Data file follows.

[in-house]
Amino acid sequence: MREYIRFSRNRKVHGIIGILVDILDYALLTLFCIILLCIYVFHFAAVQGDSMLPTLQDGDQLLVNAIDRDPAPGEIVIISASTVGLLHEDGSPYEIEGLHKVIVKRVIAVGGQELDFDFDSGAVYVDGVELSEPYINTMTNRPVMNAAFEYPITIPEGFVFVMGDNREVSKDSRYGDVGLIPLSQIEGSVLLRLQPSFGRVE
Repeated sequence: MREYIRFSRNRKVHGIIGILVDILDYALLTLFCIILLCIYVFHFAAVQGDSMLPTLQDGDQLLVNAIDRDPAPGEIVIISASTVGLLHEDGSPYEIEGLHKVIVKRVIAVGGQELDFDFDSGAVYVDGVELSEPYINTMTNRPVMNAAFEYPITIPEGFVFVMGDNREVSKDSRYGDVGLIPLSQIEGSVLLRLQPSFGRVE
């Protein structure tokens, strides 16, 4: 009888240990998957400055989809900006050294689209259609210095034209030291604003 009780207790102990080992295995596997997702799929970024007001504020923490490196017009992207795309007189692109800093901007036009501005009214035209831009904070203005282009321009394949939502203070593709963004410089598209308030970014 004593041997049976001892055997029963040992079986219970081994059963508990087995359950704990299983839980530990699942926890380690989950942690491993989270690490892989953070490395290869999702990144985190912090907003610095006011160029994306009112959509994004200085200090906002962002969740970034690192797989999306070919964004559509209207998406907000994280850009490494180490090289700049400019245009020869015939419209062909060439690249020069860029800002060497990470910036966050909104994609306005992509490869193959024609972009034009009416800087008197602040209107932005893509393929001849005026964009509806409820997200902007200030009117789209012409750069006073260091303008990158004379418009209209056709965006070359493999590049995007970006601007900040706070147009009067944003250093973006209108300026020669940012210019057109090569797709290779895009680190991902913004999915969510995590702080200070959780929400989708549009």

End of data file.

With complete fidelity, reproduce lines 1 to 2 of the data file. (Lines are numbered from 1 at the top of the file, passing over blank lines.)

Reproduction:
[in-house]
Amino acid sequence: MREYIRFSRNRKVHGIIGILVDILDYALLTLFCIILLCIYVFHFAAVQGDSMLPTLQDGDQLLVNAIDRDPAPGEIVIISASTVGLLHEDGSPYEIEGLHKVIVKRVIAVGGQELDFDFDSGAVYVDGVELSEPYINTMTNRPVMNAAFEYPITIPEGFVFVMGDNREVSKDSRYGDVGLIPLSQIEGSVLLRLQPSFGRVE